David Marvitz: How I Got Permission To Photograph The Amish
David Marvitz, who took the ice harvest photos we saw here last month, recently shared how he got permission to photograph Amish in Hazleton, Iowa. More on that below. I was also in touch with David after that post went up. He passed along another nice set of photos, this time of a young Amish fellow training a Belgian breed horse.
First, on how he got permission to take photos of his Amish friends, from a story in the Petersburg, VA Progress-Index:
How is it that Marvitz received the opportunity of a lifetime to document Amish harvesting ice?
“The Amish gentleman that cuts the ice has a daughter that runs the general store in Hazleton. One day, when I was in her store, she was talking about her dad cutting ice,” shared Marvitz. “We were friends from stopping in her store for over a year and she knew me well enough to trust me to respect their religious beliefs. She asked her Dad if he would allow me to photograph the process.
“He said he would be proud to share their lifestyle as long as I followed their rules, which he explained upon our meeting,” said Marvitz. “The kids call me the ‘pictures man’ and come running when I arrive. I feel greatly honored to be considered a friend.”
How did Marvitz feel when he received the green light?
“I knew it was special because not very many get to document the Amish lifestyle. They are very proud of their lifestyle and are willing to share it, but they are also guarded about their privacy and religious beliefs,” said Marvitz. “I have asked them several times about certain circumstances to gain their approval first.”
What about showing faces?
On occasion, the Amish request certain information not to be shared, and Marvitz always complies with their wishes. He uses a telephoto lens to stay back and out of their way.
“They are serious workers when on a mission to get a job done, and I try hard to not intrude,” said Marvitz. “When photographing the Amish, you must respect these people and their boundaries which include no face recognition. I have so many Amish farmer friends that I have gotten to know over the last five years; they all tell me they are proud of their lifestyle and family farms.”
David has taken over 10,000 photos over the past five years. There are currently three farms where he can visit and take photos at any time. I found this interesting:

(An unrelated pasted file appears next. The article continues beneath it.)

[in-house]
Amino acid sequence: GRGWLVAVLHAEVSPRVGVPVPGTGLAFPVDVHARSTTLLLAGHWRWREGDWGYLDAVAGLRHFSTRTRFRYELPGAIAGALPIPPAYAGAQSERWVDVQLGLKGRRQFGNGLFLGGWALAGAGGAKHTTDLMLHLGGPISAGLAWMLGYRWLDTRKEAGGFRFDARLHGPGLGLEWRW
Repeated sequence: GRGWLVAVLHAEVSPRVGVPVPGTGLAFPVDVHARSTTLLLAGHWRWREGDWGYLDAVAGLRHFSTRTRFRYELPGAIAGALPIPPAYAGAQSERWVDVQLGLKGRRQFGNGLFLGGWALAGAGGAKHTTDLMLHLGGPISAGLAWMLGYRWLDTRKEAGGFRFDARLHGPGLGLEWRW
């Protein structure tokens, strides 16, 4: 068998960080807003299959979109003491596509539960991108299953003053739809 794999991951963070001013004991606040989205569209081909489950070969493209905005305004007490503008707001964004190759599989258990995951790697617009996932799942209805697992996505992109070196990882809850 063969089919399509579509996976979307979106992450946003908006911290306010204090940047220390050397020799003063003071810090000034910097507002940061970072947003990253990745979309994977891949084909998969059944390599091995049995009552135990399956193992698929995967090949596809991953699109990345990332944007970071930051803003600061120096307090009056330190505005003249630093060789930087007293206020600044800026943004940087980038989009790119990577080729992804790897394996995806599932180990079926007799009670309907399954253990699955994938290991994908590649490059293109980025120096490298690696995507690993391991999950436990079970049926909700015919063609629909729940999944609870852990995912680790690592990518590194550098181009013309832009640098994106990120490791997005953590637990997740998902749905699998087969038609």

“They enjoy sharing their culture but deeply request respect and honor in doing so,” said Marvitz. “They are used to seeing my van, give me the thumbs-up, and continue to go about their work.”
Even with Marvitz being there every couple of weeks and talking to them personally, they always remind him about their no face recognition rule.
There’s a good bit more to the story as well, including more on how they harvest the ice:
The ice harvesting skill passed down from generation to generation is usually utilized in January when it’s no colder than 15 degrees. Every family that receives ice sends 15 – 20 people to help with the process because they each have an ice house to fill.
“It takes about one hour to fill each ice house,” said Marvitz. “They will work for a day at each pond.”
Marvitz’s friend designed his own ice cutting tool which includes a buzz saw with a Honda gasoline motor.
David’s friend told him that “this year they only had one guy fall in,” but it was just “a cold dip but no harm.”
Horse Training Photos
So that said, now here we have a set of photos from David which do show a recognizable face.
David explains this exception regarding these photos he took last month of one of his young Amish friends:
I was in Hazleton, Iowa and my friend was training an awesome Belgium so I got some images. Lots of the Amish men under 23 years earn their money by training horses. This is one of my friends that I first photographed about 5 years ago as he was training. He is hired to train them from all over the USA. He’s one of the best (two of the best drives of the Budweiser hitch are from Hazleton).
When he is training a horse, it is almost impossible to photograph him working without showing his face. Amish understand this and will allow pictures including faces during a working time as long as they are NOT isolated close-ups.
Great photos. Here’s David’s Facebook page where you can find more.
Photograph the Amish people and horse training photo
I’m so impressed. Nice photos. Hefty horses. I wonder with so many horse and buggy traveling on same roads who cleans the manure left on the roads and wondered who grades the roads during winter with snow and rain that causes puddles or pot holes on dirt roads.
I generally don’t think it gets cleaned up in these rural areas, but in some places local authorities have asked/required Amish to do so.
With a friend, we do a lot of work on horseback and buggy rides for tourists, the city asked us to put a poop bag between the horse and the buggy. Before, people used to rush to pick up the horse droppings, now they prefer to pay a fortune for a bag of fertilizer in the garden stores??!!!…
photos of amish
erik when in wisconsin in addition to my colt starting training im also the trainers videographer, photographer and driver for him and his family
Neat – do you publish the video you take anywhere online?
yes i do its on my my facebook page and on diamond s performance horses
page that i manage for my teacher
Erik, nice article; thanks so much for sharing!
Gladly, and hope we’ll have some more photos from David in the not too distant future.
the manure is biodegradable so it degrades quickly in the summers from what ive seen in tx new mexico montana and wisconsin